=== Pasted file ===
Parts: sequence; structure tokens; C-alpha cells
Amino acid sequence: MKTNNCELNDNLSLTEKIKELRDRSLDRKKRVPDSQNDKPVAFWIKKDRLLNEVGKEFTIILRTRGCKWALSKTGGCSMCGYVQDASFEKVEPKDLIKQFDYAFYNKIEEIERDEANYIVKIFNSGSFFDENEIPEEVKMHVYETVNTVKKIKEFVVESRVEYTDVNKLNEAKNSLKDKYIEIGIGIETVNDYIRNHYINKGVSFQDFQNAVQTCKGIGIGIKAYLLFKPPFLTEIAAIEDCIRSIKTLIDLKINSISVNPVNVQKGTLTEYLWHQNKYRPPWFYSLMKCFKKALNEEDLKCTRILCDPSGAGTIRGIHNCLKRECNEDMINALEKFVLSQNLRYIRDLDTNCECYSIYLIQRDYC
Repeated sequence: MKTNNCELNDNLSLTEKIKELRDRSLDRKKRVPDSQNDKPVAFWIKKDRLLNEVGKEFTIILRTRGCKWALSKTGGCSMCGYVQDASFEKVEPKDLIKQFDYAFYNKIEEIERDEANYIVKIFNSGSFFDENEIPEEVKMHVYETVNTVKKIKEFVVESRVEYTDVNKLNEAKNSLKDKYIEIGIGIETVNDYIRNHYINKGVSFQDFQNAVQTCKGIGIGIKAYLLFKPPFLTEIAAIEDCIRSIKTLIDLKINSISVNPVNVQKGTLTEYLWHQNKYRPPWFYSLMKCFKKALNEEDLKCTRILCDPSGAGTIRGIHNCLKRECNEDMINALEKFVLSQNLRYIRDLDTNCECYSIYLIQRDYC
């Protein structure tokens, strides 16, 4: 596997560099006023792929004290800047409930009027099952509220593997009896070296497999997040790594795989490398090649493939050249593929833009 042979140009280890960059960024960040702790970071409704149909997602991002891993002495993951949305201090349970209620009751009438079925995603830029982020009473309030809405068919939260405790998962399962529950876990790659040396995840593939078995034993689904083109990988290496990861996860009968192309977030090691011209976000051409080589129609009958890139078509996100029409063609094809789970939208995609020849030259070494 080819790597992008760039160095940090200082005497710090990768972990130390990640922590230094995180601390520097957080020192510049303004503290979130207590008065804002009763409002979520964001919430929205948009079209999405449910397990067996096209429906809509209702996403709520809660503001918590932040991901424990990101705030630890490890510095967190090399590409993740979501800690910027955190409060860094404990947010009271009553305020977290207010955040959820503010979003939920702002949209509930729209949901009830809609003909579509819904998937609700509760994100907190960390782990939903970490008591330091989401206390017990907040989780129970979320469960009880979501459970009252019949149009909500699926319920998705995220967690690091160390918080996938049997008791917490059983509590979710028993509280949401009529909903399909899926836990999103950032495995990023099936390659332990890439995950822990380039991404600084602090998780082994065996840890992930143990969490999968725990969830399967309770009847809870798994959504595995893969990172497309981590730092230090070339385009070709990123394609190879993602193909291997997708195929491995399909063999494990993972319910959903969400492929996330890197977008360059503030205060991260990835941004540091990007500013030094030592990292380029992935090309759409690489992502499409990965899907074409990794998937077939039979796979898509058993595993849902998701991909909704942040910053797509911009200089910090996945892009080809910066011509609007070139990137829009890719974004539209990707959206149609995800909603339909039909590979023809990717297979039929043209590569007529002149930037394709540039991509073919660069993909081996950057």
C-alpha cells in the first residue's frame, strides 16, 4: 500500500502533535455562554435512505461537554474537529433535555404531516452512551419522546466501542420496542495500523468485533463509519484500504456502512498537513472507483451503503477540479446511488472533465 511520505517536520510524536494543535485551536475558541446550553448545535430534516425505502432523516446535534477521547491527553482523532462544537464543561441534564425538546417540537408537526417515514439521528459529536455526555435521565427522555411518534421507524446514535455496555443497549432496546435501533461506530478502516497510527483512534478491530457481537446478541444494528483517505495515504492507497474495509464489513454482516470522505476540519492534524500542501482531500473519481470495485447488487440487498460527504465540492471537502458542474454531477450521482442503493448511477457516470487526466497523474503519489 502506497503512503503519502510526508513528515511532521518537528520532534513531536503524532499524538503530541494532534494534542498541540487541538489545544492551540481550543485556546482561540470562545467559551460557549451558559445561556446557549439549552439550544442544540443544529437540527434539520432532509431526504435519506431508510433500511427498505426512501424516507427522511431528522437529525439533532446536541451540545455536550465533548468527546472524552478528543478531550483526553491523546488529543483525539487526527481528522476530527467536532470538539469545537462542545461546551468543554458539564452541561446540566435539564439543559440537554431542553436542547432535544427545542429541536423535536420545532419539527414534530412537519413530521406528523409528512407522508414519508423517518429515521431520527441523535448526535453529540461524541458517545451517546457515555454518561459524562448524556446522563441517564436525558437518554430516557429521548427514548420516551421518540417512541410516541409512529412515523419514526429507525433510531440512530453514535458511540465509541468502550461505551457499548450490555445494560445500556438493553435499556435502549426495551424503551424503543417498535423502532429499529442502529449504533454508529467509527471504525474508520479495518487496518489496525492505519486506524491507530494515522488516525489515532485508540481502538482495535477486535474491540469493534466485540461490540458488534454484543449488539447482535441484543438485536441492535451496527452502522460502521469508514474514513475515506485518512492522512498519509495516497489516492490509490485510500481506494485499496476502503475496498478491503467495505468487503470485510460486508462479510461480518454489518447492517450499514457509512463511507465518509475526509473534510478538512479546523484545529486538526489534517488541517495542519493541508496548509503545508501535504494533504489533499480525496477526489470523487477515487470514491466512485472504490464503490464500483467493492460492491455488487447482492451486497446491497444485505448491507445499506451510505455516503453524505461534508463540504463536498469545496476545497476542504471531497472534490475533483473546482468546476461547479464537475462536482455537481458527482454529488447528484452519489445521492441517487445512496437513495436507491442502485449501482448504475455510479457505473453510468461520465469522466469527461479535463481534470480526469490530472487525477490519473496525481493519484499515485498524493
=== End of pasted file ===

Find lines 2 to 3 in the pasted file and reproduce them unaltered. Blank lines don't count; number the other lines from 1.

Amino acid sequence: MKTNNCELNDNLSLTEKIKELRDRSLDRKKRVPDSQNDKPVAFWIKKDRLLNEVGKEFTIILRTRGCKWALSKTGGCSMCGYVQDASFEKVEPKDLIKQFDYAFYNKIEEIERDEANYIVKIFNSGSFFDENEIPEEVKMHVYETVNTVKKIKEFVVESRVEYTDVNKLNEAKNSLKDKYIEIGIGIETVNDYIRNHYINKGVSFQDFQNAVQTCKGIGIGIKAYLLFKPPFLTEIAAIEDCIRSIKTLIDLKINSISVNPVNVQKGTLTEYLWHQNKYRPPWFYSLMKCFKKALNEEDLKCTRILCDPSGAGTIRGIHNCLKRECNEDMINALEKFVLSQNLRYIRDLDTNCECYSIYLIQRDYC
Repeated sequence: MKTNNCELNDNLSLTEKIKELRDRSLDRKKRVPDSQNDKPVAFWIKKDRLLNEVGKEFTIILRTRGCKWALSKTGGCSMCGYVQDASFEKVEPKDLIKQFDYAFYNKIEEIERDEANYIVKIFNSGSFFDENEIPEEVKMHVYETVNTVKKIKEFVVESRVEYTDVNKLNEAKNSLKDKYIEIGIGIETVNDYIRNHYINKGVSFQDFQNAVQTCKGIGIGIKAYLLFKPPFLTEIAAIEDCIRSIKTLIDLKINSISVNPVNVQKGTLTEYLWHQNKYRPPWFYSLMKCFKKALNEEDLKCTRILCDPSGAGTIRGIHNCLKRECNEDMINALEKFVLSQNLRYIRDLDTNCECYSIYLIQRDYC